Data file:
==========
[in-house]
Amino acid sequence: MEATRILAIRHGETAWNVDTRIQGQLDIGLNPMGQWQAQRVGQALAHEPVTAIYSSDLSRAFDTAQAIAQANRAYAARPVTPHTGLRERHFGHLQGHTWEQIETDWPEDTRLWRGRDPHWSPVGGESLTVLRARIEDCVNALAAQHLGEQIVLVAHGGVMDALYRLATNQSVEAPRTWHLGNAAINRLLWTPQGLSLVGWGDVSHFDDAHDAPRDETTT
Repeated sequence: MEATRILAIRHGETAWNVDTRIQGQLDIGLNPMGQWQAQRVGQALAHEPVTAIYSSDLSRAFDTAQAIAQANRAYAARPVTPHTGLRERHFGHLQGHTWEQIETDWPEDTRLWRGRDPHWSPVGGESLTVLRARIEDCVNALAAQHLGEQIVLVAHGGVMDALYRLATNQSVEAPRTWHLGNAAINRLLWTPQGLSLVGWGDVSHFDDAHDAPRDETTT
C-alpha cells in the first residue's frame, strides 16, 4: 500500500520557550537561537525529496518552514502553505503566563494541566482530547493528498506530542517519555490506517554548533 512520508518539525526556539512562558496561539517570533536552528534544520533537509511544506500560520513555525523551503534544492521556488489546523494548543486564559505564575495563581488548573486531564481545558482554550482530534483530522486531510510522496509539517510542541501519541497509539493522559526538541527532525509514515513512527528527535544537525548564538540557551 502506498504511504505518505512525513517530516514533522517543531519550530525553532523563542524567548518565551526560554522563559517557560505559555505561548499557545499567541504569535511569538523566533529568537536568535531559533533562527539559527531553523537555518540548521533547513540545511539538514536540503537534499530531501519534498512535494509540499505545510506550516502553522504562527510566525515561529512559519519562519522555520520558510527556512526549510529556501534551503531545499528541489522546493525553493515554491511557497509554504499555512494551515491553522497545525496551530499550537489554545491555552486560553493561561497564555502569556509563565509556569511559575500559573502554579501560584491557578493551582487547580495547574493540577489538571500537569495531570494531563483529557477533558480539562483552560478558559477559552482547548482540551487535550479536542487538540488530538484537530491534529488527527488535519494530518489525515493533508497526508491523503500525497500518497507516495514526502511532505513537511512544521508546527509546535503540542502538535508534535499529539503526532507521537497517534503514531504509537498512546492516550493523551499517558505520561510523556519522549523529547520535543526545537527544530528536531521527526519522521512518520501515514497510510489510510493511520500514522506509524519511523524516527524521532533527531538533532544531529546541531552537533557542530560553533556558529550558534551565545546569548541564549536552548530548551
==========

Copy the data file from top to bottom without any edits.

[in-house]
Amino acid sequence: MEATRILAIRHGETAWNVDTRIQGQLDIGLNPMGQWQAQRVGQALAHEPVTAIYSSDLSRAFDTAQAIAQANRAYAARPVTPHTGLRERHFGHLQGHTWEQIETDWPEDTRLWRGRDPHWSPVGGESLTVLRARIEDCVNALAAQHLGEQIVLVAHGGVMDALYRLATNQSVEAPRTWHLGNAAINRLLWTPQGLSLVGWGDVSHFDDAHDAPRDETTT
Repeated sequence: MEATRILAIRHGETAWNVDTRIQGQLDIGLNPMGQWQAQRVGQALAHEPVTAIYSSDLSRAFDTAQAIAQANRAYAARPVTPHTGLRERHFGHLQGHTWEQIETDWPEDTRLWRGRDPHWSPVGGESLTVLRARIEDCVNALAAQHLGEQIVLVAHGGVMDALYRLATNQSVEAPRTWHLGNAAINRLLWTPQGLSLVGWGDVSHFDDAHDAPRDETTT
C-alpha cells in the first residue's frame, strides 16, 4: 500500500520557550537561537525529496518552514502553505503566563494541566482530547493528498506530542517519555490506517554548533 512520508518539525526556539512562558496561539517570533536552528534544520533537509511544506500560520513555525523551503534544492521556488489546523494548543486564559505564575495563581488548573486531564481545558482554550482530534483530522486531510510522496509539517510542541501519541497509539493522559526538541527532525509514515513512527528527535544537525548564538540557551 502506498504511504505518505512525513517530516514533522517543531519550530525553532523563542524567548518565551526560554522563559517557560505559555505561548499557545499567541504569535511569538523566533529568537536568535531559533533562527539559527531553523537555518540548521533547513540545511539538514536540503537534499530531501519534498512535494509540499505545510506550516502553522504562527510566525515561529512559519519562519522555520520558510527556512526549510529556501534551503531545499528541489522546493525553493515554491511557497509554504499555512494551515491553522497545525496551530499550537489554545491555552486560553493561561497564555502569556509563565509556569511559575500559573502554579501560584491557578493551582487547580495547574493540577489538571500537569495531570494531563483529557477533558480539562483552560478558559477559552482547548482540551487535550479536542487538540488530538484537530491534529488527527488535519494530518489525515493533508497526508491523503500525497500518497507516495514526502511532505513537511512544521508546527509546535503540542502538535508534535499529539503526532507521537497517534503514531504509537498512546492516550493523551499517558505520561510523556519522549523529547520535543526545537527544530528536531521527526519522521512518520501515514497510510489510510493511520500514522506509524519511523524516527524521532533527531538533532544531529546541531552537533557542530560553533556558529550558534551565545546569548541564549536552548530548551